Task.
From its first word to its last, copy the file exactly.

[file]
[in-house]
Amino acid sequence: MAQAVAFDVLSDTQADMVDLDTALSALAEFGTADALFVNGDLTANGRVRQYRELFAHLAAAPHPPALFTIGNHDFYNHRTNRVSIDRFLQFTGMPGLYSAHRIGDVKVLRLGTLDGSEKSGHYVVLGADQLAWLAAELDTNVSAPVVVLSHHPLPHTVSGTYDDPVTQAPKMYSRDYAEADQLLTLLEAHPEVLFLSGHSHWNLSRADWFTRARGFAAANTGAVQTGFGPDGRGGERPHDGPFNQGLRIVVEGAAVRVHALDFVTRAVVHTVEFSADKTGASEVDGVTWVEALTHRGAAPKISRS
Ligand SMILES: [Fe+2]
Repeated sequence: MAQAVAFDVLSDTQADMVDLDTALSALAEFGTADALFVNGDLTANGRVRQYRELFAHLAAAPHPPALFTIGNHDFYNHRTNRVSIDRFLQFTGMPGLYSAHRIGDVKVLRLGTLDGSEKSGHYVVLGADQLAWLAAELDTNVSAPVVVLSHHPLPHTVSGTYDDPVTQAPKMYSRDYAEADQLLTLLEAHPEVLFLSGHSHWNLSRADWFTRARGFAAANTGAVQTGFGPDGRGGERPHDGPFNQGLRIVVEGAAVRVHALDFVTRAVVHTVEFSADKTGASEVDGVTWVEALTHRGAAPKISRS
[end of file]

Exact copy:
[in-house]
Amino acid sequence: MAQAVAFDVLSDTQADMVDLDTALSALAEFGTADALFVNGDLTANGRVRQYRELFAHLAAAPHPPALFTIGNHDFYNHRTNRVSIDRFLQFTGMPGLYSAHRIGDVKVLRLGTLDGSEKSGHYVVLGADQLAWLAAELDTNVSAPVVVLSHHPLPHTVSGTYDDPVTQAPKMYSRDYAEADQLLTLLEAHPEVLFLSGHSHWNLSRADWFTRARGFAAANTGAVQTGFGPDGRGGERPHDGPFNQGLRIVVEGAAVRVHALDFVTRAVVHTVEFSADKTGASEVDGVTWVEALTHRGAAPKISRS
Ligand SMILES: [Fe+2]
Repeated sequence: MAQAVAFDVLSDTQADMVDLDTALSALAEFGTADALFVNGDLTANGRVRQYRELFAHLAAAPHPPALFTIGNHDFYNHRTNRVSIDRFLQFTGMPGLYSAHRIGDVKVLRLGTLDGSEKSGHYVVLGADQLAWLAAELDTNVSAPVVVLSHHPLPHTVSGTYDDPVTQAPKMYSRDYAEADQLLTLLEAHPEVLFLSGHSHWNLSRADWFTRARGFAAANTGAVQTGFGPDGRGGERPHDGPFNQGLRIVVEGAAVRVHALDFVTRAVVHTVEFSADKTGASEVDGVTWVEALTHRGAAPKISRS